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The Hardest Races of My Life - looking back on the first two Enduro World Cups of 2024

The Hardest Races of My Life - looking back on the first two Enduro World Cups of 2024

From sun, ice cream, and sea to a completely new venue with wet trails. The first block of Enduro Racing 2024 had a lot to offer.

For those who don't know me: I'm Joni Heitmann, 19 years old and now in my second year as part of the RAAW Mountain Bikes family. Last year, I traveled to the World Cups in Europe with the RAAW BC.Bike Gravity Team. This year, there have been some major changes, but one thing has remained the same: I'm still riding the most durable bikes in the bike industry. Newly set up with new sponsors, but with the same goal: to inspire people for mountain biking and enduro racing.

Unfortunately, the off-season was plagued by illnesses, so I spent a lot of time in the wet German homeland. This meant heading to the first EDR World Cup in Finale Ligure with only semi-optimal preparation. I was both full of anticipation and a bit unsure if the training had been sufficient.

For anyone who has raced in Finale Ligure, they know that it usually means very long and exhausting days on the bike. This time was no different: the race involved nearly 1.800 meters of climbing and over 60 kilometers. The training day already showed that race day would be tough. Even the transfer times during training were tight. Typical stages like DH Men or Base Nato ensured that I ended the training day with great motivation for the race the next day.

Rollout was scheduled for 9:30 AM, and the focus was clear: give everything to finish in the top 30 in the world. After Stage 1, it became evident that the transfer times were so tightly timed that my pulse probably wouldn't drop below 160 the entire day.

The heat in Finale was brutal. The race was the most exhausting one I've ever ridden. At the start of Stage 5 DH Men, it was time to gather all my strength and give it my all. I was completely drained but overjoyed when I arrived at the Piazza after six hours on the bike. I was super stoked to find out that I had finished the first World Cup of the season in 27th position. The new RAAW Madonna V3 is now among the top 30 in the world.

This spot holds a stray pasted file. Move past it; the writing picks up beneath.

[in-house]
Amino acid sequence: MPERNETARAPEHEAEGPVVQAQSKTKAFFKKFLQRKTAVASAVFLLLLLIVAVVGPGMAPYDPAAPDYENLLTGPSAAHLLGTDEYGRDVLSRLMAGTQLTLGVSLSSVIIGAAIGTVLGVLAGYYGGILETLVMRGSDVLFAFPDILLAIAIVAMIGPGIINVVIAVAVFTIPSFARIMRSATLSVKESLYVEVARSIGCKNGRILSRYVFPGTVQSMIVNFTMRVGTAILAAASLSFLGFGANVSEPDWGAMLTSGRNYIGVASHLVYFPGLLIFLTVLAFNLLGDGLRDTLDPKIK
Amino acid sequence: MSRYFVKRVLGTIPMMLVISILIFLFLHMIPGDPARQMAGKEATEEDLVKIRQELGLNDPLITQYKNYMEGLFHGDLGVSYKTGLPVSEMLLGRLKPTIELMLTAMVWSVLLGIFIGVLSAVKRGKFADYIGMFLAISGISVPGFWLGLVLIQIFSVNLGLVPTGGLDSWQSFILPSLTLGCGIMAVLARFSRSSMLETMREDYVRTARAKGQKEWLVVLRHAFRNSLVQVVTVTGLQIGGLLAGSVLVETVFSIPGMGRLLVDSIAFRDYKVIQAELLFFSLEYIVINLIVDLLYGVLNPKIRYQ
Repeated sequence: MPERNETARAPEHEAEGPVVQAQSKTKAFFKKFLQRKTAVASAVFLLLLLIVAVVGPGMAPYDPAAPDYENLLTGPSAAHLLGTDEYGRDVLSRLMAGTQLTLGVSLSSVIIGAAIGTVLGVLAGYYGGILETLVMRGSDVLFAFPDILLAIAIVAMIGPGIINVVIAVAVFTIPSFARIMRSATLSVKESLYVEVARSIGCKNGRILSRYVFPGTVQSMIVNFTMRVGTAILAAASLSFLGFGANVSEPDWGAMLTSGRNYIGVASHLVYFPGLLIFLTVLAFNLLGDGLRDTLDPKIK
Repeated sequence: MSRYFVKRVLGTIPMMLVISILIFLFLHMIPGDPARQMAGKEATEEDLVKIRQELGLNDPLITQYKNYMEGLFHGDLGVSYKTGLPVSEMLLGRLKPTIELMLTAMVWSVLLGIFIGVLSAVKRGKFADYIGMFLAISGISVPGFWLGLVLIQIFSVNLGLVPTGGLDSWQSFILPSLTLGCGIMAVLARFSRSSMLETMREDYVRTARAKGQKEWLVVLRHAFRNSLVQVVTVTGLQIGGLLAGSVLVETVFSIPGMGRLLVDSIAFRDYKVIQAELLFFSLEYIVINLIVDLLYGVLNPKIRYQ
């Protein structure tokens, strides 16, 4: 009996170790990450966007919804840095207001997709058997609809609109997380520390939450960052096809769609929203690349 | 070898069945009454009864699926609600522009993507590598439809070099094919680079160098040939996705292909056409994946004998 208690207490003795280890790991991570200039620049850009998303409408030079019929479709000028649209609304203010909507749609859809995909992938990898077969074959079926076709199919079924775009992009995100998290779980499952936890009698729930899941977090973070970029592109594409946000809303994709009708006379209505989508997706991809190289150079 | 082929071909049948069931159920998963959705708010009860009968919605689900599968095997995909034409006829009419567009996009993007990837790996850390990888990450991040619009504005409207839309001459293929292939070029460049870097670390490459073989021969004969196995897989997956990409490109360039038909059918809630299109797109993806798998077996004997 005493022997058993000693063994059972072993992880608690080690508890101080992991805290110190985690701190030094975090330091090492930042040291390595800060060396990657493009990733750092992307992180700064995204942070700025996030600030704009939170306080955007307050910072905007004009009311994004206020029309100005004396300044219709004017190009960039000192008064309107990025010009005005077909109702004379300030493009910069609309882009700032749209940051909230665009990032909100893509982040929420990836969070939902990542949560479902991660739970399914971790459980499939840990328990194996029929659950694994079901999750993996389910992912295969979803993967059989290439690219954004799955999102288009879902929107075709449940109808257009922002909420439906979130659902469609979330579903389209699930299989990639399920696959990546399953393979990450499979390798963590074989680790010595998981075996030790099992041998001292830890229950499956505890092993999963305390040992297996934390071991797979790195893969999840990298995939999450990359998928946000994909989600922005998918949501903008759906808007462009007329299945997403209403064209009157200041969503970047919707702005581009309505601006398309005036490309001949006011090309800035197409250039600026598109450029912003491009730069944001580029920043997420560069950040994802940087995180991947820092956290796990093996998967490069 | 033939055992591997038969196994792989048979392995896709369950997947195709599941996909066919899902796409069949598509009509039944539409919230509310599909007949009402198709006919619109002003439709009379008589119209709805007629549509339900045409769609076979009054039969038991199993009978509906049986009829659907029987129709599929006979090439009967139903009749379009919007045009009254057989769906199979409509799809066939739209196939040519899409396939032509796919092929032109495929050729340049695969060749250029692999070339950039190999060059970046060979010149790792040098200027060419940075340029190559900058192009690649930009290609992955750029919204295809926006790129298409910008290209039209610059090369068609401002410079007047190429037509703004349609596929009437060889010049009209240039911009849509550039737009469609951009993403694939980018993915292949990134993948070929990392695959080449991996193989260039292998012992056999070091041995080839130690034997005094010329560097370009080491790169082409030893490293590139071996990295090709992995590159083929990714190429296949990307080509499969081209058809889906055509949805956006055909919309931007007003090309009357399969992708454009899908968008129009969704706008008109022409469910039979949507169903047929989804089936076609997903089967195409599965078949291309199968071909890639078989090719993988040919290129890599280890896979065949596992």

Then it was time to quickly grab an ice cream and pack up, as the schedule was super tight before heading directly to Poland for Round 2. After a roughly 17-hour journey, we finally arrived in Poland, specifically in Bielsko Biala. New place, new tracks, crazy fans, and a weather change – Poland had all this to offer.

We had a packed day between arrival and training. Next, I had to assemble the bikes, get my start number, and ideally rest my legs for an hour to start training refreshed. Bielsko Biala showed its best side, with fine trails, lots of rocks, but relatively flat tracks where it was not easy to maintain momentum. After training, it was clear to all of us that we needed to push hard here. I could still feel the traveling on race day, but that didn't stop me from giving it my all again. However, the pouring rain on the transfer to Stage 3 mixed things up completely. A root took me off the bike on Stage 3, but I knew I still had two more stages where I wanted to give everything again. Stage 5, the so-called DH track in Poland, was packed with fans who helped me push to my limits. Exhausted but happy, I again finished in 27th place with two top-20 stages. I’m super happy with the results so far!

With a solid 3rd place in the U21 German Championships in Willingen, the first major racing block came to an end. Now it's time to take a breath and focus on the third World Cup of the season in Leogang.

Words: Joni Heitmann

Photos: Boris Beyer

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